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image SM volume 42/123 recto and verso

Reference number

SM volume 42/123 recto and verso


Preliminary design for the south wall


Perspectival elevation (with part-plan and sketchy indication of ceiling treatment) showing alternative designs for windows:one with a Gothic four-centred arch and spandrels and the other with Gothic tabernacle work and between the windows, an alcove with a lancet arch; (verso) rough detail of spandrel


(verso) some dimensions and calculations given

Signed and dated

  • datable to c. 1806

Medium and dimensions

Sepia, light red and blue washes, pencil (verso) pen on laid paper (292 x 215)




The library at Stowe was the only instance of Soane's use of Gothic for a domestic interior. The first dated designs were made in January 1805 and the library with its vestibule and staircase to the floor above was completed in the following year. McCarthy dates the drawing catalogued here to about 1806 and comments that 'it is rather a surprise to find at this date the decoration of the south or window wall of the room had not yet been decided upon.' (op.cit., p.141) As executed, the alcoves for statues were omited and dummy bookcase fronts were placed between the three windows which more or less relate to the left-hand design though with trefoil-arched heads, and with glazed rather than solid bottom panels.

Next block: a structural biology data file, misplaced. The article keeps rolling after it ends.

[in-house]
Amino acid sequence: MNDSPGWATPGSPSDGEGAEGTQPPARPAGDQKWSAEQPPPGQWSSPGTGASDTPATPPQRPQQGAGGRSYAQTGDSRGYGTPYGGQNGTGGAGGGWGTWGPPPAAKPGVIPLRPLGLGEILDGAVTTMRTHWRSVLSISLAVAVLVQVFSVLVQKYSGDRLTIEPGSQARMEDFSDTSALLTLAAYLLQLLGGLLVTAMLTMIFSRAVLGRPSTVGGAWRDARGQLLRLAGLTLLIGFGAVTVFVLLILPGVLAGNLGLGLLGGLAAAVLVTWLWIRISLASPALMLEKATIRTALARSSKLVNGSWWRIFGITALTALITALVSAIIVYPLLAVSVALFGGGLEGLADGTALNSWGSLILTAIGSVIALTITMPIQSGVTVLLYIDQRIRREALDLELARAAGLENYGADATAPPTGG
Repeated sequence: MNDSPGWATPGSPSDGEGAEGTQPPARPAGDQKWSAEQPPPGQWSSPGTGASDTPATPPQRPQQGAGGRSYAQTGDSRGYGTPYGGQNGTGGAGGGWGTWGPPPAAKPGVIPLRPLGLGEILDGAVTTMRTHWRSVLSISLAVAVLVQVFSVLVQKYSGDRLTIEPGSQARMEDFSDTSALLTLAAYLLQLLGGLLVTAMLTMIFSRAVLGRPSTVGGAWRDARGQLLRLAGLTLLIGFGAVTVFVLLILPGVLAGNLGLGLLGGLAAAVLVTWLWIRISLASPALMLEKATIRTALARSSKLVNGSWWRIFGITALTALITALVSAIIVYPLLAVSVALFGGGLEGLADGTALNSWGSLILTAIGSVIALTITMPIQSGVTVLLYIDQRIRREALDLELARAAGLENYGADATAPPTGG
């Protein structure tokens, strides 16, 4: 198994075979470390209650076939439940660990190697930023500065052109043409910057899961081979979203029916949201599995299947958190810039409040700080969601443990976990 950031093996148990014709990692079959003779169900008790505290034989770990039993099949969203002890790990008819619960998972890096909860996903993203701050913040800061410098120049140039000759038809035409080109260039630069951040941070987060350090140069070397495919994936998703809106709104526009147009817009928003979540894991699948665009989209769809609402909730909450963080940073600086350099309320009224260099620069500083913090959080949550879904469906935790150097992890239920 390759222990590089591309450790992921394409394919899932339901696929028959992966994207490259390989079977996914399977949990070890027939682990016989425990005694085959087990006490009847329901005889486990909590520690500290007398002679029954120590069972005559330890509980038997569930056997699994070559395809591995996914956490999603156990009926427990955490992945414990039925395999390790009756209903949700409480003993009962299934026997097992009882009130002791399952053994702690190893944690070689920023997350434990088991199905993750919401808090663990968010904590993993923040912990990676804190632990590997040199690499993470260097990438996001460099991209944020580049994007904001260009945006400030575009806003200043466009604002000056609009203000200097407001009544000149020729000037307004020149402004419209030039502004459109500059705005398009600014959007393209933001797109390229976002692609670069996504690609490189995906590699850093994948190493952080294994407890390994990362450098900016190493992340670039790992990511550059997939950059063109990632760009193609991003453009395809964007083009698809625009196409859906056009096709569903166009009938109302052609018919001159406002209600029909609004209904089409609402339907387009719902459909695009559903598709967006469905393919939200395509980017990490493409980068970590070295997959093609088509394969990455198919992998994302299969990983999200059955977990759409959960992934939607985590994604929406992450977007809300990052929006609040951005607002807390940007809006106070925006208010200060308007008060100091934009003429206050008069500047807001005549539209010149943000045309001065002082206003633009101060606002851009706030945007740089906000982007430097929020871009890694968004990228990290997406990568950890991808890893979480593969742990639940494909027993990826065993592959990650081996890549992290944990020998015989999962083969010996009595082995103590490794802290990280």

See SM 33/3/B1-61 for designs for the library at Stowe and see also Concise Catalogue


M. McCarthy, 'Soane's "Saxon" Room at Stowe', Journal of the Society of Architectural Historians, XLIV, No.2, 1985, pp.129-46; D.Stroud, Sir John Soane, architect, 2nd ed., 1996, pp.191-3



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Sir John Soane's collection includes some 30,000 architectural, design and topographical drawings which is a very important resource for scholars worldwide. His was the first architect’s collection to attempt to preserve the best in design for the architectural profession in the future, and it did so by assembling as exemplars surviving drawings by great Renaissance masters and by the leading architects in Britain in the 17th and 18th centuries and his near contemporaries such as Sir William Chambers, Robert Adam and George Dance the Younger. These drawings sit side by side with 9,000 drawings in Soane’s own hand or those of the pupils in his office, covering his early work as a student, his time in Italy and the drawings produced in the course of his architectural practice from 1780 until the 1830s.

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